Former Prime Minister Yitzhak Rabin and then-PLO Chairman Yasser Arafat, 1994.
Yaakov Saar / GPO

But Peretz, even after shaving his bushy mustache off, simply doesn’t have what Gantz has — the patrician bearing, the piercing blue eyes, and the lieutenant-general epaulets that both he and Rabin wore as army chiefs of staff. Labor and Democratic Union activist were in the square, but they were there to pledge allegiance to the tribe’s new leader.

“Yitzhak! The state is back! We won the election!” cried Shimon Sheves, Rabin’s right-hand man in his speech. Gantz hasn’t won the election. At best, he achieved a stalemate against Benjamin Netanyahu, but that couldn’t detract from the homecoming at Rabin Square. Because for the first time since Ehud Barak lost to Ariel Sharon in 2001, the Israeli tribe feels it has a leader again. Barak was the last politician that the tribe felt was a successor to Rabin.

None of the leaders of Labor and other centrist parties since had anything that came even close. Even Sharon, who left Likud in 2005, would always be an ex-Likudnik. As was Kadima’s Prime Minister Ehud Olmert. And since Shelly Yacimovich and Tzipi Livni are women and both Isaac Herzog and Yair Lapid are lightweights, none of them could take up Rabin’s mantle.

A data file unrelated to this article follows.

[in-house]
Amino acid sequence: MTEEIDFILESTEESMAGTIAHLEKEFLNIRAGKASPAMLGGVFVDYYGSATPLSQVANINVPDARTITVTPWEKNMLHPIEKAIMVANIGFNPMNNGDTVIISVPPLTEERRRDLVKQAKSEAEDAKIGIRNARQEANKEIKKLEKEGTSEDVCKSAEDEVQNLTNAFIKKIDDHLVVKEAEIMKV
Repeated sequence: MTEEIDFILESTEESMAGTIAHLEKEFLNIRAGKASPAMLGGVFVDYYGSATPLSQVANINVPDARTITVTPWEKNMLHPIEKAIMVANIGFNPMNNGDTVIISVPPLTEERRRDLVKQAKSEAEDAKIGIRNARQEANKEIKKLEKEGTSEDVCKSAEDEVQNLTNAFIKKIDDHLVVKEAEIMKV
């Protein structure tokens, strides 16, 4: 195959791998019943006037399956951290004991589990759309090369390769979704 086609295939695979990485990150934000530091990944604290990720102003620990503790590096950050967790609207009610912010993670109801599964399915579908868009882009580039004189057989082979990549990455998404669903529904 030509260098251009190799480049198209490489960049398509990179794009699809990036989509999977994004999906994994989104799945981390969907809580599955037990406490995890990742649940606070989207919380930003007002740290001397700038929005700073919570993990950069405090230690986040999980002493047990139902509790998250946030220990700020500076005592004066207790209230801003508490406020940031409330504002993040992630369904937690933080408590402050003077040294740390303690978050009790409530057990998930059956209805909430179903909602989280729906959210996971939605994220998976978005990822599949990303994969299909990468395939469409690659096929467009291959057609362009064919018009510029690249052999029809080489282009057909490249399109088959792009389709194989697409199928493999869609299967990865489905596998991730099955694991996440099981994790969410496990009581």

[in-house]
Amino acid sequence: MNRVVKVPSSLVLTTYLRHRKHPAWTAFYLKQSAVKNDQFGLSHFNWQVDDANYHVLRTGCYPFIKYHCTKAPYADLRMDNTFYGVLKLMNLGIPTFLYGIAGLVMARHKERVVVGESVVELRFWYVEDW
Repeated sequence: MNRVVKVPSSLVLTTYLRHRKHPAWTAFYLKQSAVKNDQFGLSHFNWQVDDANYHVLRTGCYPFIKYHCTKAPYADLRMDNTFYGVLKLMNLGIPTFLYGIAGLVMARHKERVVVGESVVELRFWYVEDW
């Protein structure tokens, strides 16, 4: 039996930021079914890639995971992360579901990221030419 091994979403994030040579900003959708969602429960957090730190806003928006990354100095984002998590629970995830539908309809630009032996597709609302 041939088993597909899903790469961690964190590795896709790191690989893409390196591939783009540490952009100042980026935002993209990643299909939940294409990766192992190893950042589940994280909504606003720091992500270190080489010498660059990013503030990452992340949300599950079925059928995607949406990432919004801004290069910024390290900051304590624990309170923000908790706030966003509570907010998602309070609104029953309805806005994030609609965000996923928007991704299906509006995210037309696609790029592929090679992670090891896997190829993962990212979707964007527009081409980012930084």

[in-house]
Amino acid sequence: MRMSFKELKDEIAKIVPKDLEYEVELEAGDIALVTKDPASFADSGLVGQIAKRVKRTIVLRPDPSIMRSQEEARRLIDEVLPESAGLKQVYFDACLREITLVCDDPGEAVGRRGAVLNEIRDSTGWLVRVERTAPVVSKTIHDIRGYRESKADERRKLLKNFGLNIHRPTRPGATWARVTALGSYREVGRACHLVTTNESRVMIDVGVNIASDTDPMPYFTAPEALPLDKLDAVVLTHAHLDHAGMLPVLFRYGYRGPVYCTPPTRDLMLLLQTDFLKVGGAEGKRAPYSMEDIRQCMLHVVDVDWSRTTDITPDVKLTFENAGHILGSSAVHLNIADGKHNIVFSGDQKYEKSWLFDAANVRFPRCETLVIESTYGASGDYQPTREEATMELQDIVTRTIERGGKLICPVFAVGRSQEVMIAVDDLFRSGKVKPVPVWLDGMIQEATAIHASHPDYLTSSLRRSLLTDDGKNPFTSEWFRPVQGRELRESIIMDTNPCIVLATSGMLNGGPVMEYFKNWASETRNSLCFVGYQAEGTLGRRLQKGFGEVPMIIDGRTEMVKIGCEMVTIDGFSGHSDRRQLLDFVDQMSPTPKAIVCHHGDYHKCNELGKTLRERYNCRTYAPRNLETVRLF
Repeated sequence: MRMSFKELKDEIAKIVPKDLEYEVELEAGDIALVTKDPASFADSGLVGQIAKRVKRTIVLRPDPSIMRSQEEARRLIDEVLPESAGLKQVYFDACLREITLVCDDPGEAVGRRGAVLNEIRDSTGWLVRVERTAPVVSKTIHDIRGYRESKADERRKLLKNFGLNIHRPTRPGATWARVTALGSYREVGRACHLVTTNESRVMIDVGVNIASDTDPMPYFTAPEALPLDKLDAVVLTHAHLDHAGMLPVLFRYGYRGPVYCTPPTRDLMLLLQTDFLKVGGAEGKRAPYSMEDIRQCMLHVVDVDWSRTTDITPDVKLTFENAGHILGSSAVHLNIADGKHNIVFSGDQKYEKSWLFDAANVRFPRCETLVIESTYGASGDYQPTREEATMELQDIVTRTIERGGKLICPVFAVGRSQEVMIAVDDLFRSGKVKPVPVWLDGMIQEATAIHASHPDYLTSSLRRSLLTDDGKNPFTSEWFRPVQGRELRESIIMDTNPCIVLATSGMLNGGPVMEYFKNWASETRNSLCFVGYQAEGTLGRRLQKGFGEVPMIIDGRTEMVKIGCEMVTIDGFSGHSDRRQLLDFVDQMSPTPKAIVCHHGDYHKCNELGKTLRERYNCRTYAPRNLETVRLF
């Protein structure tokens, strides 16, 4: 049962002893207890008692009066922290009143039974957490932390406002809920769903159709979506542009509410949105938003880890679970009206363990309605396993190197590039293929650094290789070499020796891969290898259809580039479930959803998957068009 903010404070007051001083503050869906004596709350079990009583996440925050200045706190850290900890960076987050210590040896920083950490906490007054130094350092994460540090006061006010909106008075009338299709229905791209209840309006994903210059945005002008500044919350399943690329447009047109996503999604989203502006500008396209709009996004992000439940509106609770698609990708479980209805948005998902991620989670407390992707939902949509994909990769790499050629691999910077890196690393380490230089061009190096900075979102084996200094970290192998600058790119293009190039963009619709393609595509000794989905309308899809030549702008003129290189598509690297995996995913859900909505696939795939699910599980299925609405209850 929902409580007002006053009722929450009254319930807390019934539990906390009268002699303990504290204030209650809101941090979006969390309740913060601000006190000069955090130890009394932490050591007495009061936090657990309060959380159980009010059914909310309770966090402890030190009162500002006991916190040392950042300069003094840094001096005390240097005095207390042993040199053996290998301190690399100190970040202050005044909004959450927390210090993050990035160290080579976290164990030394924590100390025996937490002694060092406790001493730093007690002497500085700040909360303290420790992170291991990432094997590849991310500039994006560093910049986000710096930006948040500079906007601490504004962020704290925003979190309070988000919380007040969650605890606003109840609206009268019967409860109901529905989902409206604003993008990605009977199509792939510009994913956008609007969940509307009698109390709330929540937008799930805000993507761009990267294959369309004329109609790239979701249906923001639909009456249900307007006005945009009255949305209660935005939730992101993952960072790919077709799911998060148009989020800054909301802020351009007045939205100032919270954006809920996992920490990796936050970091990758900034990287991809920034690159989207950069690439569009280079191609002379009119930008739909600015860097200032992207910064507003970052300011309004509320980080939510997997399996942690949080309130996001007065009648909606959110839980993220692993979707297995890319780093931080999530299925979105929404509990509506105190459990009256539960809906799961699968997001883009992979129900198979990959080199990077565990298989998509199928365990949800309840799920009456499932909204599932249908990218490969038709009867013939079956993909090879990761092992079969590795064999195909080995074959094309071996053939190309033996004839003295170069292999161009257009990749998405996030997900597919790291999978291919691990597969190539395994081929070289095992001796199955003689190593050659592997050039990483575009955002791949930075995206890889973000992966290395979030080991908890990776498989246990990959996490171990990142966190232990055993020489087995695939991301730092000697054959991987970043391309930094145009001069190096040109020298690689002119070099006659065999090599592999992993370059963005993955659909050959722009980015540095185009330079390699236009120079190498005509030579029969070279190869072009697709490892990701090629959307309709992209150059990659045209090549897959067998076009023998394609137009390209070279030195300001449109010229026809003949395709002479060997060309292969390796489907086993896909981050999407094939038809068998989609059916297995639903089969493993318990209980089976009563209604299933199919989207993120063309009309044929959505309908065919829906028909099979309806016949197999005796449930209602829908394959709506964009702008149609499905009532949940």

Certainly not Peretz from Sderot or Labor’s other “Moroccan”, businessman Avi Gabbay. Amram Mitzna was an ex-general as well, and he came from the right side of the tracks, but there was always something a bit too other-worldly, and probably too left-wing about him.

Gantz has not only the military credentials, but that same kind of diffident bashfulness and look of slight discomfort in the limelight as well as the ability to be a security hawk without veering too much to the right.

Gantz has yet to enter the prime minister’s office, but the Israeli tribe has been waiting for its white knight for so long and Gantz is the knight from central casting. This doesn’t mean he can hold on to his new title forever. Barak, who had literally received his officer’s rank from Rabin back in 1961 and been brought into politics by him in 1995, months before the assassination, lost the mantle after proving himself a failure as a prime minister who couldn’t hold on to office for even a few years. He never regained it and was tainted by serving for four years under Netanyahu as his defense minister.

Gantz could end up just like Barak. His coronation as the new leader of the tribe, at the Rabin memorial rally, comes with a warning: Give in to Netanyahu by agreeing to serve in his government, along with the ultra-Orthodox and the settlers, and you shall lose the right to be considered Rabin’s successor.